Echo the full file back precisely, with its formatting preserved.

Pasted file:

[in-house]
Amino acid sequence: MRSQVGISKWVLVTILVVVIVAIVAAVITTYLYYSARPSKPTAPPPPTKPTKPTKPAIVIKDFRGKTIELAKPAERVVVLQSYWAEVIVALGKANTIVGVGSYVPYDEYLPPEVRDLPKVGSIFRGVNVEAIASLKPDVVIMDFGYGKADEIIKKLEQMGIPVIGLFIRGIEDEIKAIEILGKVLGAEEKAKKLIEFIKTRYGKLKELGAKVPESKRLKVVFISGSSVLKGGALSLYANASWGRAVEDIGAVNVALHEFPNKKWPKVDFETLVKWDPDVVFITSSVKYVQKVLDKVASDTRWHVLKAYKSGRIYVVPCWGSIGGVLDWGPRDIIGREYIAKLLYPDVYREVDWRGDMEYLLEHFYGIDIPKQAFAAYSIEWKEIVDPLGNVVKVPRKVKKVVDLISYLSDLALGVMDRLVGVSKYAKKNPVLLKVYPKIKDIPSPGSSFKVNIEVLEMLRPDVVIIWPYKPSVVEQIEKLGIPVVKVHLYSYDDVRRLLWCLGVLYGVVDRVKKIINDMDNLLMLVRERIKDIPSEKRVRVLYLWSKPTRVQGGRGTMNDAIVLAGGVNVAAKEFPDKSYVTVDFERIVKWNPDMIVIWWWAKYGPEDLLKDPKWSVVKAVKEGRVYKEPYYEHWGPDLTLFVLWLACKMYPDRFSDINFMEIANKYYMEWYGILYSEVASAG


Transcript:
[in-house]
Amino acid sequence: MRSQVGISKWVLVTILVVVIVAIVAAVITTYLYYSARPSKPTAPPPPTKPTKPTKPAIVIKDFRGKTIELAKPAERVVVLQSYWAEVIVALGKANTIVGVGSYVPYDEYLPPEVRDLPKVGSIFRGVNVEAIASLKPDVVIMDFGYGKADEIIKKLEQMGIPVIGLFIRGIEDEIKAIEILGKVLGAEEKAKKLIEFIKTRYGKLKELGAKVPESKRLKVVFISGSSVLKGGALSLYANASWGRAVEDIGAVNVALHEFPNKKWPKVDFETLVKWDPDVVFITSSVKYVQKVLDKVASDTRWHVLKAYKSGRIYVVPCWGSIGGVLDWGPRDIIGREYIAKLLYPDVYREVDWRGDMEYLLEHFYGIDIPKQAFAAYSIEWKEIVDPLGNVVKVPRKVKKVVDLISYLSDLALGVMDRLVGVSKYAKKNPVLLKVYPKIKDIPSPGSSFKVNIEVLEMLRPDVVIIWPYKPSVVEQIEKLGIPVVKVHLYSYDDVRRLLWCLGVLYGVVDRVKKIINDMDNLLMLVRERIKDIPSEKRVRVLYLWSKPTRVQGGRGTMNDAIVLAGGVNVAAKEFPDKSYVTVDFERIVKWNPDMIVIWWWAKYGPEDLLKDPKWSVVKAVKEGRVYKEPYYEHWGPDLTLFVLWLACKMYPDRFSDINFMEIANKYYMEWYGILYSEVASAG